The Wall Street Journal recently brought together 200 thought leaders from government, business, and academia at their Women in the Economy conference. The goal was to come up with a plan to make better use of female talent to promote economic growth and competitiveness in the U.S. and world-wide. As part of the conference, multiple working groups were tasked with making 4 recommendations each to improve diversity in top leadership and professional jobs.
While the theme of sponsorship came up repeatedly from multiple teams, I think the personal strategy recommendations are key for any change leader:
1 Raise Your Hand. Own your accomplishments, and don’t overplay failures. Volunteer for high-risk assignments. Ask and negotiate for what you want.
2 Do Self-Assessments. Regularly consider, “How do people experience me? Am I a game changer and value creator who builds trusting relationships?”
3 Cultivate Relationships. Don’t just network; bond with key peers, male and female, who know you and support your ambitions. Ask for and accept help.
4 Use Adaptive Communication. Know your audience and anticipate their response. Use language as a tool for influence. Learn to interrupt effectively.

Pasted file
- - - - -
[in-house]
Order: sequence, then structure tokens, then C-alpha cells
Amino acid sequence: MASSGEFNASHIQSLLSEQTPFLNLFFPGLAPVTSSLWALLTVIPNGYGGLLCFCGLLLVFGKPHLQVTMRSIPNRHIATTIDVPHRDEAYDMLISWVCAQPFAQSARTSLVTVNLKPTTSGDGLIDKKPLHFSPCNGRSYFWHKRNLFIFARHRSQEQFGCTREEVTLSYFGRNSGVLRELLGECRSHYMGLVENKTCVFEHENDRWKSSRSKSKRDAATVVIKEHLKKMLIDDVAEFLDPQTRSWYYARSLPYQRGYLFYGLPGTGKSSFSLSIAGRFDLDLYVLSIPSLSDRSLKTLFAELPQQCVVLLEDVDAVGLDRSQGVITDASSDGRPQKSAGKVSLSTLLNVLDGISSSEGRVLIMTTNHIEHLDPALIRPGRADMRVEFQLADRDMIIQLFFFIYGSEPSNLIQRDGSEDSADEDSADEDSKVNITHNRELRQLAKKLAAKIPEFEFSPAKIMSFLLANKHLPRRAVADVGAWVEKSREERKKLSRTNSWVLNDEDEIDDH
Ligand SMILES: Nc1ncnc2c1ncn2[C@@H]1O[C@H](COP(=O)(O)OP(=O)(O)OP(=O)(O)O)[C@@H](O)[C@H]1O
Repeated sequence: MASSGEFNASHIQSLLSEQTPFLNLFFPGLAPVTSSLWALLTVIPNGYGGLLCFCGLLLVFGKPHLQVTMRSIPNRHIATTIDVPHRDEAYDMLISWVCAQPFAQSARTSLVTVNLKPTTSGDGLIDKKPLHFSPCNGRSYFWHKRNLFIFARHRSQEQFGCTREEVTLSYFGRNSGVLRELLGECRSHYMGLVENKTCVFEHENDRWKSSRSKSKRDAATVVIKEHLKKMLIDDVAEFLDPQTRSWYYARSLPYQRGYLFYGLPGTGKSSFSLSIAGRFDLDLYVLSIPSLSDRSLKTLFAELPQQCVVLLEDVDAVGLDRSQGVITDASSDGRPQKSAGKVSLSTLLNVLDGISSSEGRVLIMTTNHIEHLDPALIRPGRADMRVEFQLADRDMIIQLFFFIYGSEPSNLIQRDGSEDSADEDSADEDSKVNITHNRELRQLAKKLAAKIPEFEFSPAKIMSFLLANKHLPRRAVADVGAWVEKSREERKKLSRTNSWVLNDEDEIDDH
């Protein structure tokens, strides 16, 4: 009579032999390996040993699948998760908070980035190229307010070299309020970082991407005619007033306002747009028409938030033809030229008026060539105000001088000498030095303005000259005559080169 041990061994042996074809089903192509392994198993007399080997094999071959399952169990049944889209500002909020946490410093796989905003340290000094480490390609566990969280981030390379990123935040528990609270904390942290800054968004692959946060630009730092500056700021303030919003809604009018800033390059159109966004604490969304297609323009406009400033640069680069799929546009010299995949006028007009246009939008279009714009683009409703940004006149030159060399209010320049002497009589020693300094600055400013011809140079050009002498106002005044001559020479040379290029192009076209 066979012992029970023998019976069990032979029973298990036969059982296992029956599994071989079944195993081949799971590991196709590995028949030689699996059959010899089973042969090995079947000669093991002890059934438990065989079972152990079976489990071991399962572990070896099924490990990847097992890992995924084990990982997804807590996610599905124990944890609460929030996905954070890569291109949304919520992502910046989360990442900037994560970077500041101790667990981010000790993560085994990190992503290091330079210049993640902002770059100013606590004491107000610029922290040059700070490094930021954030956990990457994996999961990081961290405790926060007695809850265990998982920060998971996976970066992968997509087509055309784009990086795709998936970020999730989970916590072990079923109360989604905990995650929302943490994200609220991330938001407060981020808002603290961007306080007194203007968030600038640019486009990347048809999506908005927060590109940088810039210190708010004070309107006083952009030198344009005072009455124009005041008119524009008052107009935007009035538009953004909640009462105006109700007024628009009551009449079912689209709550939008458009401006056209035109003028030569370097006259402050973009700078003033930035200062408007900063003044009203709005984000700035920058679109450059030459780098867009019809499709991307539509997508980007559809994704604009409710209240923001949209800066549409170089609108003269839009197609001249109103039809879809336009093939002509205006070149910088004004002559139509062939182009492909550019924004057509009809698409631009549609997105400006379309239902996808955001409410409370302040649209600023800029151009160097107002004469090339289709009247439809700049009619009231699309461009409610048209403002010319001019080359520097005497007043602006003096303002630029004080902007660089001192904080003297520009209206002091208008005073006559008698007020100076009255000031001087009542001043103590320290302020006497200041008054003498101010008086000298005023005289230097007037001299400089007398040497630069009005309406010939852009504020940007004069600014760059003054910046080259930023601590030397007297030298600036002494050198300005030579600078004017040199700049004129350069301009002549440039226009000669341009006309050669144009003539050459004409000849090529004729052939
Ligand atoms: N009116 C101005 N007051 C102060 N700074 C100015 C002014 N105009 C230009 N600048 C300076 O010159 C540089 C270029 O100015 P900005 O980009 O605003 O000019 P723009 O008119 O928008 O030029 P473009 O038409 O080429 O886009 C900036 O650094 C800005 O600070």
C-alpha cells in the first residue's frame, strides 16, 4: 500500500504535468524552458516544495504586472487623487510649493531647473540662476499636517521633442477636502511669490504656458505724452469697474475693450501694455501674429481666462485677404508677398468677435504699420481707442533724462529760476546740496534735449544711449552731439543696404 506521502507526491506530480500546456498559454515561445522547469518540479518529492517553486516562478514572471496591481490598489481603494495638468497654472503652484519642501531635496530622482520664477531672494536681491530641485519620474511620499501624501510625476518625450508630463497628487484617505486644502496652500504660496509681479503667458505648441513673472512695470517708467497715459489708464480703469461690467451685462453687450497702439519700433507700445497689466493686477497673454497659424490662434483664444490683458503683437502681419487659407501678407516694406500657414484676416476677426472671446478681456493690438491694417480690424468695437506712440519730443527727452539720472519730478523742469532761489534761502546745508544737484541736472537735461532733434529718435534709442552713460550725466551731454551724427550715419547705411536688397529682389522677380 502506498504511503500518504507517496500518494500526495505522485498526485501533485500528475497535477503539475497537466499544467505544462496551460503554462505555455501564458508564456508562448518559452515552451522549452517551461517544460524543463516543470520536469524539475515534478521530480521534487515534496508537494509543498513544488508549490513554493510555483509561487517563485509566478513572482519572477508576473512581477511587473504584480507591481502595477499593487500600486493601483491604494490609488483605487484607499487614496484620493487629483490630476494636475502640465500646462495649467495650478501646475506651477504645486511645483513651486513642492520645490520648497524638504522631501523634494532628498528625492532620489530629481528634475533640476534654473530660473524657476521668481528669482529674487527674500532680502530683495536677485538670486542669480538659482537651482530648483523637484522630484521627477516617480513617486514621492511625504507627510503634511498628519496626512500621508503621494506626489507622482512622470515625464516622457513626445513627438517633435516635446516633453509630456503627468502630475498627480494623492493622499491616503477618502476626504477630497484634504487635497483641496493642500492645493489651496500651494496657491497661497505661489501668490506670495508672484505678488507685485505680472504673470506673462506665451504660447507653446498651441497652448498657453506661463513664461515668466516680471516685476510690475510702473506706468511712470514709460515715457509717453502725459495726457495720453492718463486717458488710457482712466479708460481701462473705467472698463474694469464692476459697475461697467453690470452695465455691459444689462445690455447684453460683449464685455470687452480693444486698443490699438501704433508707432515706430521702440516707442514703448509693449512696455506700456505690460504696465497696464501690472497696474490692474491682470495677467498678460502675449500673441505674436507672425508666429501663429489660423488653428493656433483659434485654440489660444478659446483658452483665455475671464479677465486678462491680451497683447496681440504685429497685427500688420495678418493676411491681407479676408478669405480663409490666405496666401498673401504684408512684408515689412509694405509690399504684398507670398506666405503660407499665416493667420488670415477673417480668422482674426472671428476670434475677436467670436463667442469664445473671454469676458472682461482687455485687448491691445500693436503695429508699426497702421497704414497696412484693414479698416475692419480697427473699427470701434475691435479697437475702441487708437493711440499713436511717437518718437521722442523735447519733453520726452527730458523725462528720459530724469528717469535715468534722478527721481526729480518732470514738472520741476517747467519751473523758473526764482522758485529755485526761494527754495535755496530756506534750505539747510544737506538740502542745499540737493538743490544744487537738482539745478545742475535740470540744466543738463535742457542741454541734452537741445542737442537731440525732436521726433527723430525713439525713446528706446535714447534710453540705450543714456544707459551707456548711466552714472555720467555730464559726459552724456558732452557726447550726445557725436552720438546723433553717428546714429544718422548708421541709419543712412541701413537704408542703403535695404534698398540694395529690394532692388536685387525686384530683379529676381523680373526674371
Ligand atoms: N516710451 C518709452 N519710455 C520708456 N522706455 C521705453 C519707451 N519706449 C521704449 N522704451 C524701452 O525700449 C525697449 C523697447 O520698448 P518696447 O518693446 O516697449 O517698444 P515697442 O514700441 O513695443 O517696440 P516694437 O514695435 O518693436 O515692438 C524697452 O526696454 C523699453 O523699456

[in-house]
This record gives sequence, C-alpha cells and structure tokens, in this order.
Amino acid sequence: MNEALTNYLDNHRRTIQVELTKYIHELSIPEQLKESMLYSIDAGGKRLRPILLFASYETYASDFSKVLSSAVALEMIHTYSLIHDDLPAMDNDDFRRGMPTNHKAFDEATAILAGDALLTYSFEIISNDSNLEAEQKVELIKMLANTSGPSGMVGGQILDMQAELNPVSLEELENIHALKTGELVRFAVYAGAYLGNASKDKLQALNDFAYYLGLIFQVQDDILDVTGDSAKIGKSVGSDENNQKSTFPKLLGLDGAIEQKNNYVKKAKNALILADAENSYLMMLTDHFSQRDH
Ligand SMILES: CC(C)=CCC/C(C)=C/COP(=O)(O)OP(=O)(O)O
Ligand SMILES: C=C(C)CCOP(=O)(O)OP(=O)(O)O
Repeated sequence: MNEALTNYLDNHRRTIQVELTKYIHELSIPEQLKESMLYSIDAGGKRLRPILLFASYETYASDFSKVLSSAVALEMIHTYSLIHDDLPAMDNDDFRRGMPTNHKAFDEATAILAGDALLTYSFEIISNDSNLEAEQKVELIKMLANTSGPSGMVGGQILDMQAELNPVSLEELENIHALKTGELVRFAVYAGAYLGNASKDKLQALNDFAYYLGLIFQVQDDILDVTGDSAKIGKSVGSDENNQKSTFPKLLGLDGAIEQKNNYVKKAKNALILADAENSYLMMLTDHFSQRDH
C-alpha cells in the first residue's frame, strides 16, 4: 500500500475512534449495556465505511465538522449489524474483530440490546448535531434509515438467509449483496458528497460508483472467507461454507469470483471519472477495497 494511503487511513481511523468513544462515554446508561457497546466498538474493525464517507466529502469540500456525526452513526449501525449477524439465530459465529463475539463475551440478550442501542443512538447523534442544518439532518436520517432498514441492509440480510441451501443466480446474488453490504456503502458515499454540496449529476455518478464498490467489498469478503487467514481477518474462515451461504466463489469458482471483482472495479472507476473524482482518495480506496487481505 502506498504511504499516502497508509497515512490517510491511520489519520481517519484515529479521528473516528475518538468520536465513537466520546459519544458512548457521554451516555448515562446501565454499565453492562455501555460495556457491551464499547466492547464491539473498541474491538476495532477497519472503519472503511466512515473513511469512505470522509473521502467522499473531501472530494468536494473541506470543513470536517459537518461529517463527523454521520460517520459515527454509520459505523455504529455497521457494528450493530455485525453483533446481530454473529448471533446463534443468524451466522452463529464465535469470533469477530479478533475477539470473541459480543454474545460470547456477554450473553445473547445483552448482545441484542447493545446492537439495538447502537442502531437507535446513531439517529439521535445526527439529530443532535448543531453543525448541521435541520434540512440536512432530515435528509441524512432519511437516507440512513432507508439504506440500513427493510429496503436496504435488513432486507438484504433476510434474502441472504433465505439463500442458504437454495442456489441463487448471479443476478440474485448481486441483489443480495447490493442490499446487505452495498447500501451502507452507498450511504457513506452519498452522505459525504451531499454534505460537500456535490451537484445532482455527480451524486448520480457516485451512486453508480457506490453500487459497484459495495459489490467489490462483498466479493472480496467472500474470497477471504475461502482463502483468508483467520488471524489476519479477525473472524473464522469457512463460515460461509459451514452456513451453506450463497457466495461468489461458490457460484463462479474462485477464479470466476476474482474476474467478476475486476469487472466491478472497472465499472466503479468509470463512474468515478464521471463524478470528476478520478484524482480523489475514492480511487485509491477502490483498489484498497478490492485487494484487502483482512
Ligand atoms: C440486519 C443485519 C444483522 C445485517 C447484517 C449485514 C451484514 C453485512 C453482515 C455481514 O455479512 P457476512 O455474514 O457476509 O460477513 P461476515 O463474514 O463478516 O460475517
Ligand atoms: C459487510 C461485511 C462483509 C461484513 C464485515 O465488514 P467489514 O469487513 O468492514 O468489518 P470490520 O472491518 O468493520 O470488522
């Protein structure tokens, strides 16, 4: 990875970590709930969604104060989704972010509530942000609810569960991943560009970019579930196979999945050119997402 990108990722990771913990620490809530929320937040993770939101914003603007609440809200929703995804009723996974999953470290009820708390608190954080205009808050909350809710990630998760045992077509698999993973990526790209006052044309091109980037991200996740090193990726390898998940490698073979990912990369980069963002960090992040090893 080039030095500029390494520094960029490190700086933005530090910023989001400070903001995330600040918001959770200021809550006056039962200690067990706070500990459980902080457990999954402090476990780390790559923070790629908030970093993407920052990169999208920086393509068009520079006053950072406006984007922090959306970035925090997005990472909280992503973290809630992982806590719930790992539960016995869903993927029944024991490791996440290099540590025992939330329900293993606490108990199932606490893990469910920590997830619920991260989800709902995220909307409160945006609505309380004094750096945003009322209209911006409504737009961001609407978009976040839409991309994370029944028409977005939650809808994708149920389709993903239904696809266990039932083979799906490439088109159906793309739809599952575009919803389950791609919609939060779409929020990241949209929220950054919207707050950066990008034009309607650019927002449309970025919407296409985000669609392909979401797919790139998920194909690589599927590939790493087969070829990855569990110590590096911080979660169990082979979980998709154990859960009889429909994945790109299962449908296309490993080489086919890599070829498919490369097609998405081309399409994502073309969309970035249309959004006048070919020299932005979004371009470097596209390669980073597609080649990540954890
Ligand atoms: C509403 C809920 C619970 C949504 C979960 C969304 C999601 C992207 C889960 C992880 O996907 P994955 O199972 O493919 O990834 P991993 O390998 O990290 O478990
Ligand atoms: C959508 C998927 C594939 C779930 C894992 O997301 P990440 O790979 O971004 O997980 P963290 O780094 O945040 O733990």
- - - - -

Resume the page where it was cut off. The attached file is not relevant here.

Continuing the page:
When you invite people to be a part of the change (through your communications and communities of practice), it will be critical that your network shows up to support you and lend credibility to your case for change and your role as a corporate change agent.
It will be equally important to regularly assess whether the approach you are taking is engendering followers, or whether you are alienating the people you most need to convince. This is the fine art of influencing, often without authority, to get others to recognize the importance of changing, and to start to take steps to make the change a reality.
As we have mentioned before, resistance to change is normal; however, creating a personal strategy for yourself in driving the change will prepare you to stand tall and lead your company forward.